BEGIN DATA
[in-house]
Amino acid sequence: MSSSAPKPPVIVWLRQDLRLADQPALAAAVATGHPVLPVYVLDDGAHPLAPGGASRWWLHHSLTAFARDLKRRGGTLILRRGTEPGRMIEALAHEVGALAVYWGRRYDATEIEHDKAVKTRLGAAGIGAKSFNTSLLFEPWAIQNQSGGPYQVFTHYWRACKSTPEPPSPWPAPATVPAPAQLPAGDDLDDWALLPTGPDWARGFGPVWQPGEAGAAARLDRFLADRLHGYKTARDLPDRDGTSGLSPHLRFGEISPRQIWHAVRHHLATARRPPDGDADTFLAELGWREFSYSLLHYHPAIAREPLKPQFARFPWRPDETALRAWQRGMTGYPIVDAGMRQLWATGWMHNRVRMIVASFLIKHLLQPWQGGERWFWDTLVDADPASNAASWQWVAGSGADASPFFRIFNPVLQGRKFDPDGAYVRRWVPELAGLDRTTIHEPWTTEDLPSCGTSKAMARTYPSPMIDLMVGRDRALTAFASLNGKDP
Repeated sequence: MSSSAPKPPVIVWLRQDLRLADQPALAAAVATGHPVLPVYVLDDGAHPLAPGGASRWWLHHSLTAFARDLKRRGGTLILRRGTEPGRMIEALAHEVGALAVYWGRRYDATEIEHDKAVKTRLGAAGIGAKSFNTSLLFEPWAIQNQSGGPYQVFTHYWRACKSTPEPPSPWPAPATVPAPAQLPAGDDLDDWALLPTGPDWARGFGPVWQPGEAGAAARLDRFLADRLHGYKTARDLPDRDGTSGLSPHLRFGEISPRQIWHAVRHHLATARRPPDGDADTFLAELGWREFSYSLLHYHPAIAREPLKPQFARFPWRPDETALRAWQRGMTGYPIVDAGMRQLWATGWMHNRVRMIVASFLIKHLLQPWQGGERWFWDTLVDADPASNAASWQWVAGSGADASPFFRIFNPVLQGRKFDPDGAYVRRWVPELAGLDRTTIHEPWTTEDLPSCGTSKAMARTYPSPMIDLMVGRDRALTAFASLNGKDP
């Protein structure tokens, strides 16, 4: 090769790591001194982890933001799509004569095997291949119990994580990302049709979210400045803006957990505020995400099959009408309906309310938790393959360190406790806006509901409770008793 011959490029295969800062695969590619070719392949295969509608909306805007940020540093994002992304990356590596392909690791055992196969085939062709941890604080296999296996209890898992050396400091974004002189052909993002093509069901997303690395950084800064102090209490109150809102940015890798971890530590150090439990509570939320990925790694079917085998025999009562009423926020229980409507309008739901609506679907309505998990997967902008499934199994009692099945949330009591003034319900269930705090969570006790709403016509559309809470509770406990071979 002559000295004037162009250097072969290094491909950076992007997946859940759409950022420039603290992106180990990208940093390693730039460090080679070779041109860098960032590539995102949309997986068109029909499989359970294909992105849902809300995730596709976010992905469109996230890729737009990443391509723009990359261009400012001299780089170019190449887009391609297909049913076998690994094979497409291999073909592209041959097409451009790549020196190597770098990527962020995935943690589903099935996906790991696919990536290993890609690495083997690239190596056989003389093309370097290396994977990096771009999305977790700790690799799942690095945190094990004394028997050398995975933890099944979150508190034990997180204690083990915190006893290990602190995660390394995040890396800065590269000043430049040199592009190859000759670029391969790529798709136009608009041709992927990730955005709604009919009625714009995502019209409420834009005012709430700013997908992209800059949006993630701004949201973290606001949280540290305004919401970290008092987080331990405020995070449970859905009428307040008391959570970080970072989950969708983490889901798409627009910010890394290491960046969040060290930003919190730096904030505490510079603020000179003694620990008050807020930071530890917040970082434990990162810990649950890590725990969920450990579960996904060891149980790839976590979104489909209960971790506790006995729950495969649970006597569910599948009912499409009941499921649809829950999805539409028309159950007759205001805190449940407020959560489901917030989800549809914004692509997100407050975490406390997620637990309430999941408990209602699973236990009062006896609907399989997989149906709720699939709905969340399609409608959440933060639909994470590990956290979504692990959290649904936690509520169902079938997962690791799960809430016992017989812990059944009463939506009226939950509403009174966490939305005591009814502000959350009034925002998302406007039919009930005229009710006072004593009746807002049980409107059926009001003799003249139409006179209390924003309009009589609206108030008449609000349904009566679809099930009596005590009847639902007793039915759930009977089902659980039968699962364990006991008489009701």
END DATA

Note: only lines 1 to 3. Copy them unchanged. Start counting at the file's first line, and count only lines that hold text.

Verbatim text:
[in-house]
Amino acid sequence: MSSSAPKPPVIVWLRQDLRLADQPALAAAVATGHPVLPVYVLDDGAHPLAPGGASRWWLHHSLTAFARDLKRRGGTLILRRGTEPGRMIEALAHEVGALAVYWGRRYDATEIEHDKAVKTRLGAAGIGAKSFNTSLLFEPWAIQNQSGGPYQVFTHYWRACKSTPEPPSPWPAPATVPAPAQLPAGDDLDDWALLPTGPDWARGFGPVWQPGEAGAAARLDRFLADRLHGYKTARDLPDRDGTSGLSPHLRFGEISPRQIWHAVRHHLATARRPPDGDADTFLAELGWREFSYSLLHYHPAIAREPLKPQFARFPWRPDETALRAWQRGMTGYPIVDAGMRQLWATGWMHNRVRMIVASFLIKHLLQPWQGGERWFWDTLVDADPASNAASWQWVAGSGADASPFFRIFNPVLQGRKFDPDGAYVRRWVPELAGLDRTTIHEPWTTEDLPSCGTSKAMARTYPSPMIDLMVGRDRALTAFASLNGKDP
Repeated sequence: MSSSAPKPPVIVWLRQDLRLADQPALAAAVATGHPVLPVYVLDDGAHPLAPGGASRWWLHHSLTAFARDLKRRGGTLILRRGTEPGRMIEALAHEVGALAVYWGRRYDATEIEHDKAVKTRLGAAGIGAKSFNTSLLFEPWAIQNQSGGPYQVFTHYWRACKSTPEPPSPWPAPATVPAPAQLPAGDDLDDWALLPTGPDWARGFGPVWQPGEAGAAARLDRFLADRLHGYKTARDLPDRDGTSGLSPHLRFGEISPRQIWHAVRHHLATARRPPDGDADTFLAELGWREFSYSLLHYHPAIAREPLKPQFARFPWRPDETALRAWQRGMTGYPIVDAGMRQLWATGWMHNRVRMIVASFLIKHLLQPWQGGERWFWDTLVDADPASNAASWQWVAGSGADASPFFRIFNPVLQGRKFDPDGAYVRRWVPELAGLDRTTIHEPWTTEDLPSCGTSKAMARTYPSPMIDLMVGRDRALTAFASLNGKDP